The words “see” and “inhabit,” appear doubtless more suitable when the passage is thus rendered; yet what is said of the “tree” in verse 8 is equally metaphorical. What seems most agreeable to the whole context is such a rendering as follows: —

   And he shall be like a bare tree in the desert, Which perceives not when good cometh; For it inhabits parched spots in the wilderness, The land of salt and not inhabited.

   It is sometimes the case that it is proper in our language to render the copulative ו by “which;” not that it properly means that, but the meaning cannot be otherwise seen. The connection here is with the “bare” tree; it is bare, and perceives or knows not widen good comes, for it inhabits parched places. This seems to be the meaning. — Ed.

Then he says that they were like shrubs which grow in the desert, which see not fruitfulness, but dwell in droughts, in a land of brine. The Hebrews call barren land the land of brine or of salt: and he enlarges on the subject by saying, Which is not inhabited: for where nothing grows there are no inhabitants. The object of the Prophet, then, was merely to shew, that their hopes who look to men would be vain; for God would frustrate thenl, so that they could never succeed.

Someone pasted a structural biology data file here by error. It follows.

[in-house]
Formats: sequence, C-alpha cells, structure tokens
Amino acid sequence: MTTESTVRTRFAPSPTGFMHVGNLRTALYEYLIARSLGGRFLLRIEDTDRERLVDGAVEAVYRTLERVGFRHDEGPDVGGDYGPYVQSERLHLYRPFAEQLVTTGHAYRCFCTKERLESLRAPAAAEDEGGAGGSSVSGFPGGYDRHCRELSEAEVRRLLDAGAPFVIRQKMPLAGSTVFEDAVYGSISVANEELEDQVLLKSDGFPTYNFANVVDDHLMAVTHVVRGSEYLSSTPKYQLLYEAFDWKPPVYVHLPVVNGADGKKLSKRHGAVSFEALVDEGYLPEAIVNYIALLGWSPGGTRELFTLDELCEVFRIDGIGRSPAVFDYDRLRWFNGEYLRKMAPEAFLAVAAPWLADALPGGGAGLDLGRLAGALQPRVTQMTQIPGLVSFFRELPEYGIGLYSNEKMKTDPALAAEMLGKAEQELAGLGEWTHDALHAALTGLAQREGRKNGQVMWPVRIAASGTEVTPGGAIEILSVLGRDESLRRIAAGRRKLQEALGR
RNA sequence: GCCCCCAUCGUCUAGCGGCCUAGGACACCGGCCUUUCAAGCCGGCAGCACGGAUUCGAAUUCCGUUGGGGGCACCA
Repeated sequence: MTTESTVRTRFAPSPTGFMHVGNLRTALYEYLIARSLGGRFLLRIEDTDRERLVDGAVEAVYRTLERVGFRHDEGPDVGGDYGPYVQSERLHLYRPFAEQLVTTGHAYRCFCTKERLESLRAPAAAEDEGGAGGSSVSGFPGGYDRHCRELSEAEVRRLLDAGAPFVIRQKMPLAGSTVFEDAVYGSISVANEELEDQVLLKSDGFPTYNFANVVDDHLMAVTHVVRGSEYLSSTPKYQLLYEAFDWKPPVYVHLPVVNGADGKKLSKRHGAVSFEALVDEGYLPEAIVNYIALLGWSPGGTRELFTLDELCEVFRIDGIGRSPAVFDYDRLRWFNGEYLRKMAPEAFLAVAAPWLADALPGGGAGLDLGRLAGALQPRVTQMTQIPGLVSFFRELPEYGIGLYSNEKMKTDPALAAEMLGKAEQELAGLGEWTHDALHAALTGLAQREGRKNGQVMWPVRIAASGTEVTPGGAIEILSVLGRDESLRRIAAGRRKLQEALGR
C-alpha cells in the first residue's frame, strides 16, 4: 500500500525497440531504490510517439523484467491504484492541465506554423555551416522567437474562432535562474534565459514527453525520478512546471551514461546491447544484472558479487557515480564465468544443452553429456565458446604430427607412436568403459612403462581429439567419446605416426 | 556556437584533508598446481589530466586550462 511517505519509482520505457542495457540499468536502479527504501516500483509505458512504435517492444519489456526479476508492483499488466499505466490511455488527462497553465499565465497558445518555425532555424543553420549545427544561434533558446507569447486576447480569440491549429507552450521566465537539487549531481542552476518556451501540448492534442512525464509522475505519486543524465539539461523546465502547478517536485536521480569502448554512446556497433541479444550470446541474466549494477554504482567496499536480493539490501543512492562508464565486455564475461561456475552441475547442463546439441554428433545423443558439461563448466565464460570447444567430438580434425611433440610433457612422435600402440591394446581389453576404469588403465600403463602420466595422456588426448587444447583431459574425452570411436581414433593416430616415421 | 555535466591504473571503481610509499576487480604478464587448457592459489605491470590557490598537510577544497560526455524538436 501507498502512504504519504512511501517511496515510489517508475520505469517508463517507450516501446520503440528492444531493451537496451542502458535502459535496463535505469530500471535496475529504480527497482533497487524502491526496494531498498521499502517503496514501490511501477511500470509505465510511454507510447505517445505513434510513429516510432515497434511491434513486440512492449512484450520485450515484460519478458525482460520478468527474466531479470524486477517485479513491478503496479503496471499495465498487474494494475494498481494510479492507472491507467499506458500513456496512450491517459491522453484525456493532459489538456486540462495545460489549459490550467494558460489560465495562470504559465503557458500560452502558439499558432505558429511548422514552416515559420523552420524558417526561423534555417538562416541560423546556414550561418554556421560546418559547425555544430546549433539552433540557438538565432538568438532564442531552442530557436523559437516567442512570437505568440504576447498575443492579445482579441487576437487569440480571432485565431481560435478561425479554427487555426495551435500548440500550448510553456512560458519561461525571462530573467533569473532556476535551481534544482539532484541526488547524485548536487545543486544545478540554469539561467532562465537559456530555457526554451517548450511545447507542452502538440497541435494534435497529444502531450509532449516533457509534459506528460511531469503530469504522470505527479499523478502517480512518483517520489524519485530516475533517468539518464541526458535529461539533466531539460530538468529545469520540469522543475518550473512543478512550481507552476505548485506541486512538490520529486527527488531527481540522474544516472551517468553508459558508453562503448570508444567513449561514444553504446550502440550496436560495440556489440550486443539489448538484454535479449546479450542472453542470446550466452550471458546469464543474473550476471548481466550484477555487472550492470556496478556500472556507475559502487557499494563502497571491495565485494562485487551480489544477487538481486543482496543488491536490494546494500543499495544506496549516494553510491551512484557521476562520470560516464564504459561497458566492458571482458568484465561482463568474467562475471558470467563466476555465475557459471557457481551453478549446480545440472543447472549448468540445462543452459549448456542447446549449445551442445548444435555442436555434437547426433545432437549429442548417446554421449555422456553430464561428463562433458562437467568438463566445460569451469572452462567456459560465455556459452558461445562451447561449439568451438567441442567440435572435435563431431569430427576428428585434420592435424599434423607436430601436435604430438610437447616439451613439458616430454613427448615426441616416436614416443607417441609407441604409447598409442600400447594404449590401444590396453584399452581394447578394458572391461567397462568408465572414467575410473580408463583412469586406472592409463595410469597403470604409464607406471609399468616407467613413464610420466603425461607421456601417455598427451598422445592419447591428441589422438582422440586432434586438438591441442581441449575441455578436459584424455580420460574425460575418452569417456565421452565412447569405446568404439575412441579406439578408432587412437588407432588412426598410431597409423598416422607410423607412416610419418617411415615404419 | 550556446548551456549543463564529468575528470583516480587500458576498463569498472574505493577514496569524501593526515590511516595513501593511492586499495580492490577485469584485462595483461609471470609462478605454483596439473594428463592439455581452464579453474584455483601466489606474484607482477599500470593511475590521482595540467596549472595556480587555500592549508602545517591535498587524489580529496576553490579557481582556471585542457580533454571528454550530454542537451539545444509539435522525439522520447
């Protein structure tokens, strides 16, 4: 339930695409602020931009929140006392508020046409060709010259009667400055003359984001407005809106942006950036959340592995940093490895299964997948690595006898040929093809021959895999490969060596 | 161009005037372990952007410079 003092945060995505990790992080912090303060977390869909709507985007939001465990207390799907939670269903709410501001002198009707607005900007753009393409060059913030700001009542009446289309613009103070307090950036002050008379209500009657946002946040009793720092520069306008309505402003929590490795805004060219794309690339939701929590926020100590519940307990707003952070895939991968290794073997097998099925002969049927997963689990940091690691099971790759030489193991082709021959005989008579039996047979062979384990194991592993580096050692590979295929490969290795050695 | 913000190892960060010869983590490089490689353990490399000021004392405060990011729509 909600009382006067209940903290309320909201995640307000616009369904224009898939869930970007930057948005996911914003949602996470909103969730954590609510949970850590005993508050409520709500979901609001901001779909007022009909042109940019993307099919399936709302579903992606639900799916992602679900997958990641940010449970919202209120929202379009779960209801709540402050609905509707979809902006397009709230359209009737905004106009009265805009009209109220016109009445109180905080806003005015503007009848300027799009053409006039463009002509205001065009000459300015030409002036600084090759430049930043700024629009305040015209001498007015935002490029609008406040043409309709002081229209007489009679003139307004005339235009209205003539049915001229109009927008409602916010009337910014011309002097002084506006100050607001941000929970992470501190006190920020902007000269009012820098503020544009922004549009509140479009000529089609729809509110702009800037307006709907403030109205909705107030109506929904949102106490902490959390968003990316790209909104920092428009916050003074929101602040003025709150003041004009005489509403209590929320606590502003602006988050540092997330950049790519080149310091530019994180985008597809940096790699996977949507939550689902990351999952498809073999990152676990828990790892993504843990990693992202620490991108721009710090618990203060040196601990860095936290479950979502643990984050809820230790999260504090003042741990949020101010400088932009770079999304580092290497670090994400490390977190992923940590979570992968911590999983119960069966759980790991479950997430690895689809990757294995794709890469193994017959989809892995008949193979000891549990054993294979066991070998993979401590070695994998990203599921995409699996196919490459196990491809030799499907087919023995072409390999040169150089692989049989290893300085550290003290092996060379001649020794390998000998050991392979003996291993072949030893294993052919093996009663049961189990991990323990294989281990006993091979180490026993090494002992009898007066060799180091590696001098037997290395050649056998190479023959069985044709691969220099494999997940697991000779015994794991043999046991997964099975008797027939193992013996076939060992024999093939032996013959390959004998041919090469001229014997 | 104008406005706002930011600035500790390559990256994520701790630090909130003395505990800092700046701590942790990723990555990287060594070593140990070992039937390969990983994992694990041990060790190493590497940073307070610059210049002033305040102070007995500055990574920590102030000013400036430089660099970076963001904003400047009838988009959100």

But we must notice also the other part of the simile; for the Prophet does not compare the unbelieving to dry branches, but to shrubs, which have roots, and bear the appearance of having some life. Such are the unbelieving, while success, as they say, smiles on them; they think themselves happy, and so they become hardened in their own false counsels, and reject every instruction, and, as though they were freed from the authority of God, they rejected all his prophets. Hence the Prophet, conceding something to them, says, that they were like shrubs, which indeed have roots and leaves, but no fruit, and which also dry up when heat comes. As then the heal; of the sun consumes whatever moisture, beauty, and life, may appear in shrubs, so also God would scorch and dry up the hopes of the unbelieving, though they may think that they have roots to preserve them and their life. A similar declaration is found in Psalm 129:6, where it is said that the unbelieving are like the grass which grows on the housetops; for such grass appears conspicuous in a high place, while the wheat grows in the low fields, and is even trodden under foot; but that grass, the more elevated it is, the sooner it dries up and perishes without bringing forth any fruit; so also are the unbelieving, who for a time glory and exult over God’s children, and look down on then from their high place, because they are simple and lowly; but as from the corn comes food to us, and that very corn is blessed, so also the elect bring forth fruit in their low and despised condition, while the unfaithful, who occupy elevated stations, vanish away without producing any fruit. It is the same thing that the Prophet means here. These two parts of the comparison ought therefore to be particularly noticed. It follows —